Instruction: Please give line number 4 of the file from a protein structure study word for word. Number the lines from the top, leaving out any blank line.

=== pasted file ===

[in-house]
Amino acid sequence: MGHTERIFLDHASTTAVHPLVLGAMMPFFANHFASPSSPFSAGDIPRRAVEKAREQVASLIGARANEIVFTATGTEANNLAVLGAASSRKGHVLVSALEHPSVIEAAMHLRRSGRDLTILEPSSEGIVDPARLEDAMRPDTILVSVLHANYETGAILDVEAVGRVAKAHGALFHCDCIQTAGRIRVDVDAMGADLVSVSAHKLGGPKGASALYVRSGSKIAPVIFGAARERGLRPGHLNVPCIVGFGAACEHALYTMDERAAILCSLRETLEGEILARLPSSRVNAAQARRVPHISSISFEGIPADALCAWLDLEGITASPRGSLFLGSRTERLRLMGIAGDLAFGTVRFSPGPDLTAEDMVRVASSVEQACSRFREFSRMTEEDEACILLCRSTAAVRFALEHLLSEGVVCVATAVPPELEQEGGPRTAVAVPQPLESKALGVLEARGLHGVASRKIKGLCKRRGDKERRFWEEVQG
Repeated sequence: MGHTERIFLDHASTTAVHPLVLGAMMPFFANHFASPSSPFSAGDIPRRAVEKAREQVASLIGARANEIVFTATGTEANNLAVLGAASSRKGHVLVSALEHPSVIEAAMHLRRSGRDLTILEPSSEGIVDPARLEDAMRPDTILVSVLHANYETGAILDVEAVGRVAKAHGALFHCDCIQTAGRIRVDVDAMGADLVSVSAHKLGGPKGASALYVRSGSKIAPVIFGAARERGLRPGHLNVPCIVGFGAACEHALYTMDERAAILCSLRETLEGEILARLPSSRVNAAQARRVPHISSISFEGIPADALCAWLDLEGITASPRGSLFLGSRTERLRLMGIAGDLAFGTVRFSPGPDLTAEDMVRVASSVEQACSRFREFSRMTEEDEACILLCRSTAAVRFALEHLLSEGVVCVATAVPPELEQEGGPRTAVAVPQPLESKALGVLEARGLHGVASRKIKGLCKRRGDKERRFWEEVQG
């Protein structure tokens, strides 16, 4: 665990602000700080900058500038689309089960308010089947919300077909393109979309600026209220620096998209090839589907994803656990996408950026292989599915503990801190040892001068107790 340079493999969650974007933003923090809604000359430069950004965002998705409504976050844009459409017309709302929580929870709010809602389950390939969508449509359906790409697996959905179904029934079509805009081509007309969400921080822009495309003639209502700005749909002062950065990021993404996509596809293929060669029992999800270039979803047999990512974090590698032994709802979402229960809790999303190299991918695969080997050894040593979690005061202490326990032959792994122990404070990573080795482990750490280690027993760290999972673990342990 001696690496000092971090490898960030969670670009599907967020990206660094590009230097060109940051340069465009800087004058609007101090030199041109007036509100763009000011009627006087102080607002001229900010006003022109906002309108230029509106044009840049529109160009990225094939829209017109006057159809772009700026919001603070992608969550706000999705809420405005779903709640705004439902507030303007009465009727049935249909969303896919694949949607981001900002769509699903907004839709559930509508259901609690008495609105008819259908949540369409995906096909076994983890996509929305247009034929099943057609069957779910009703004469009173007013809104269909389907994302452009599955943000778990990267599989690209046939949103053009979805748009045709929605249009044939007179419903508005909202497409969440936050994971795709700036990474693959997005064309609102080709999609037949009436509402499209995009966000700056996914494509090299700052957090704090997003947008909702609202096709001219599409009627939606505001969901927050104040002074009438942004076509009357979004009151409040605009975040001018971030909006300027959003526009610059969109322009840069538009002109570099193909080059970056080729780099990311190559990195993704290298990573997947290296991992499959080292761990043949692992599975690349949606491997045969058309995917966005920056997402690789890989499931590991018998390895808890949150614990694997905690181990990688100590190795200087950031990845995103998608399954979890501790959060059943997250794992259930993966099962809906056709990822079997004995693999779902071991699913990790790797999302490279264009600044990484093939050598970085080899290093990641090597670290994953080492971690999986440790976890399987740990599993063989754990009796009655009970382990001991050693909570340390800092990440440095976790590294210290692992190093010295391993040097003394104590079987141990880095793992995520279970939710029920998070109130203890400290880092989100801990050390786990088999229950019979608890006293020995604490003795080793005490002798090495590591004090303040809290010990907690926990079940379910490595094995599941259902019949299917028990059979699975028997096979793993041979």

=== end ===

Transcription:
């Protein structure tokens, strides 16, 4: 665990602000700080900058500038689309089960308010089947919300077909393109979309600026209220620096998209090839589907994803656990996408950026292989599915503990801190040892001068107790 340079493999969650974007933003923090809604000359430069950004965002998705409504976050844009459409017309709302929580929870709010809602389950390939969508449509359906790409697996959905179904029934079509805009081509007309969400921080822009495309003639209502700005749909002062950065990021993404996509596809293929060669029992999800270039979803047999990512974090590698032994709802979402229960809790999303190299991918695969080997050894040593979690005061202490326990032959792994122990404070990573080795482990750490280690027993760290999972673990342990 001696690496000092971090490898960030969670670009599907967020990206660094590009230097060109940051340069465009800087004058609007101090030199041109007036509100763009000011009627006087102080607002001229900010006003022109906002309108230029509106044009840049529109160009990225094939829209017109006057159809772009700026919001603070992608969550706000999705809420405005779903709640705004439902507030303007009465009727049935249909969303896919694949949607981001900002769509699903907004839709559930509508259901609690008495609105008819259908949540369409995906096909076994983890996509929305247009034929099943057609069957779910009703004469009173007013809104269909389907994302452009599955943000778990990267599989690209046939949103053009979805748009045709929605249009044939007179419903508005909202497409969440936050994971795709700036990474693959997005064309609102080709999609037949009436509402499209995009966000700056996914494509090299700052957090704090997003947008909702609202096709001219599409009627939606505001969901927050104040002074009438942004076509009357979004009151409040605009975040001018971030909006300027959003526009610059969109322009840069538009002109570099193909080059970056080729780099990311190559990195993704290298990573997947290296991992499959080292761990043949692992599975690349949606491997045969058309995917966005920056997402690789890989499931590991018998390895808890949150614990694997905690181990990688100590190795200087950031990845995103998608399954979890501790959060059943997250794992259930993966099962809906056709990822079997004995693999779902071991699913990790790797999302490279264009600044990484093939050598970085080899290093990641090597670290994953080492971690999986440790976890399987740990599993063989754990009796009655009970382990001991050693909570340390800092990440440095976790590294210290692992190093010295391993040097003394104590079987141990880095793992995520279970939710029920998070109130203890400290880092989100801990050390786990088999229950019979608890006293020995604490003795080793005490002798090495590591004090303040809290010990907690926990079940379910490595094995599941259902019949299917028990059979699975028997096979793993041979």